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US court upholds net neutrality rules

22 June 2016

The United States Court of Appeals for the DC Circuit has upheld Federal Communications Commission regulations to compel internet openness - commonly known as net neutrality.

However, opponents of the FCC rules say they will be appealing the decision to the US Supreme Court.

In United States Telecom Association v Federal Communications Commission, decided on 14 June 2016, the DC Circuit Court of Appeals majority found that the FCC could reclassify broadband service as a telecommunications service. This provides the FCC with the ability to regulate openness on the internet.

The "United States Telecom Association" is a trade association which includes AT&T and Verizon as members. It had taken court action against FCC saying its rules would inflict the internet with "heavy-handed, public utility-style regulation designed for 19th century railroads and 1930s telephone monopolies".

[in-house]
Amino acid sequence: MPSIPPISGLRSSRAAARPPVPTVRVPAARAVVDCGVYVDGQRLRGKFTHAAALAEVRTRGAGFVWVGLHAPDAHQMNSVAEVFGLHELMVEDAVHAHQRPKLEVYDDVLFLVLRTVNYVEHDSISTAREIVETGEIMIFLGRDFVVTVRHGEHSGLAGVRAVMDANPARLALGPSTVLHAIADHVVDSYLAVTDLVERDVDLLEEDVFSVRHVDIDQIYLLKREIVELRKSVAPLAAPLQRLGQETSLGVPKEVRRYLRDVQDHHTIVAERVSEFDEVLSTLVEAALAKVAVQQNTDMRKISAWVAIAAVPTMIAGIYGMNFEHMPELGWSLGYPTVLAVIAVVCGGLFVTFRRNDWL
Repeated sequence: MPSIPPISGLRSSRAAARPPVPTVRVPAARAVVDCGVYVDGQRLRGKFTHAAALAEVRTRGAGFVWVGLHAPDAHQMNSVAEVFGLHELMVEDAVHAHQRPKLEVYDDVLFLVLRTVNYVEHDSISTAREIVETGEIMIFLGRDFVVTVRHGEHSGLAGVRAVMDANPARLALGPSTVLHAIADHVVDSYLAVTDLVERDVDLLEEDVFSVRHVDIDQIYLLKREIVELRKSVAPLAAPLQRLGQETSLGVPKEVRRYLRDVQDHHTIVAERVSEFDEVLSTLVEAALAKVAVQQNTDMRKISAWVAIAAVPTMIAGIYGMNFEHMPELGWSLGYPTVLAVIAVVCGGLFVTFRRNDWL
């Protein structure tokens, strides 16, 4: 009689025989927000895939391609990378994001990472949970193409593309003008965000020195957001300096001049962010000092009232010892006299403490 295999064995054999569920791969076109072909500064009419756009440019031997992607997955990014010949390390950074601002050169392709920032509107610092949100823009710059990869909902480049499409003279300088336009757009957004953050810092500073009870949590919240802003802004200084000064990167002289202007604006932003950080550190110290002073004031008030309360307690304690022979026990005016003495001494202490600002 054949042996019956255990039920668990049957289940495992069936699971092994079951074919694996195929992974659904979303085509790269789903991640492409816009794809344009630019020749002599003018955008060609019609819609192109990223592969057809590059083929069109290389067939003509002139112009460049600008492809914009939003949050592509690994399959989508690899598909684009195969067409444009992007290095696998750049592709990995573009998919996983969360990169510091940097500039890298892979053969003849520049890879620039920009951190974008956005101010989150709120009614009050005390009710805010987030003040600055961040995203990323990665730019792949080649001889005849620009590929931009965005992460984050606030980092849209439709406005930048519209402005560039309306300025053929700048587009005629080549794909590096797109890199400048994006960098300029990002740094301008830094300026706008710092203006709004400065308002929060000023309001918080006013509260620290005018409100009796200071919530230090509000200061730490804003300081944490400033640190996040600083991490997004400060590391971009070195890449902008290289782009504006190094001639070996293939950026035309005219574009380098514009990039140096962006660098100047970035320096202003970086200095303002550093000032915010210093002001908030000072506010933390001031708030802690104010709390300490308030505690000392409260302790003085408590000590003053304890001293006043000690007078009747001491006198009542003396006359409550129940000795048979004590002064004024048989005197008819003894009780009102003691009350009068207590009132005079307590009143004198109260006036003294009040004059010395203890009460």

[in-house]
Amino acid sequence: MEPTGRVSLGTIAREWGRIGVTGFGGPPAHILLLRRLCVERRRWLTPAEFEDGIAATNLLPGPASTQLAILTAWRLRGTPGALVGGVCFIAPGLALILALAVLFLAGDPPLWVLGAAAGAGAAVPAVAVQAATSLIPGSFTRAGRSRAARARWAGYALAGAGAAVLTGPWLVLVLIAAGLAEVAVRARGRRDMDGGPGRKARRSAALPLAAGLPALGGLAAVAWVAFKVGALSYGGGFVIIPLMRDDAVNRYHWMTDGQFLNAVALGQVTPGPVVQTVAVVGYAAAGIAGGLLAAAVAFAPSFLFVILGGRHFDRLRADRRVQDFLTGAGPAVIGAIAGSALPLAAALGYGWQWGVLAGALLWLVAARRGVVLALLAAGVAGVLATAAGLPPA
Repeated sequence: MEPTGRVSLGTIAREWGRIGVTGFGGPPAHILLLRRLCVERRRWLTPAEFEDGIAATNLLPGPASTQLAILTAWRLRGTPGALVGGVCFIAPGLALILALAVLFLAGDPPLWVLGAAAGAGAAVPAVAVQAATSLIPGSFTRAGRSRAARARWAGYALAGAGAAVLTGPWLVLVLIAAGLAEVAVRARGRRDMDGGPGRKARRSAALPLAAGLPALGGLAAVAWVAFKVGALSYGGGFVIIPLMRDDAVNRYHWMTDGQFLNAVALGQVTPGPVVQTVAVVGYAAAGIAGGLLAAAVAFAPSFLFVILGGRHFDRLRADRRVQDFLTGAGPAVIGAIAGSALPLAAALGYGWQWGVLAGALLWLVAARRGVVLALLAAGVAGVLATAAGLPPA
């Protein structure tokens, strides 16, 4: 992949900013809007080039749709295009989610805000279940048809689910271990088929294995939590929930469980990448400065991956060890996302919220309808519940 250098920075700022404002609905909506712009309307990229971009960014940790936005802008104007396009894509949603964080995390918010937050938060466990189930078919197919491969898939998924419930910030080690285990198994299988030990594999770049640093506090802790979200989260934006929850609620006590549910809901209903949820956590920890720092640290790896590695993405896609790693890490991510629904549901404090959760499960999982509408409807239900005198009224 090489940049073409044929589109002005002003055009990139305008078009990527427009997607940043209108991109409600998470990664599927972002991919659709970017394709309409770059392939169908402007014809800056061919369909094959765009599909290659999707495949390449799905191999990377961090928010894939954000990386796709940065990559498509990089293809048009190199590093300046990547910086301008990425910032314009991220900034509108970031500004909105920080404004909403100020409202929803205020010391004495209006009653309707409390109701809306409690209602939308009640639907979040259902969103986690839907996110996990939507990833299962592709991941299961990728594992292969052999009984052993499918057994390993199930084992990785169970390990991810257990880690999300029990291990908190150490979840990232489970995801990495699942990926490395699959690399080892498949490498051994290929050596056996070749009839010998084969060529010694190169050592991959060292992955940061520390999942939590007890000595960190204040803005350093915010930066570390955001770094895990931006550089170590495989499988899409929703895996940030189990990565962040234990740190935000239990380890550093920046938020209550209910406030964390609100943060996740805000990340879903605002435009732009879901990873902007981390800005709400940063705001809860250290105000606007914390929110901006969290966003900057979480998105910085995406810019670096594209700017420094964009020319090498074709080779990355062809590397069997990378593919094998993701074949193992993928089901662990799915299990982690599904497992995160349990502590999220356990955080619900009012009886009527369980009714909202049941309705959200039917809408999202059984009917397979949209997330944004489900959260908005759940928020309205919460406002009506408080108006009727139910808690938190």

The issue has major importance with the growth of streaming services delivered on broadband. The FCC Open Internet measures aimed to prohibit internet service providers from blocking and slowing the transmission of content and from using "paid prioritisation" to require payment to ISPs for faster delivery of content.

Last updated on the 16th September 2019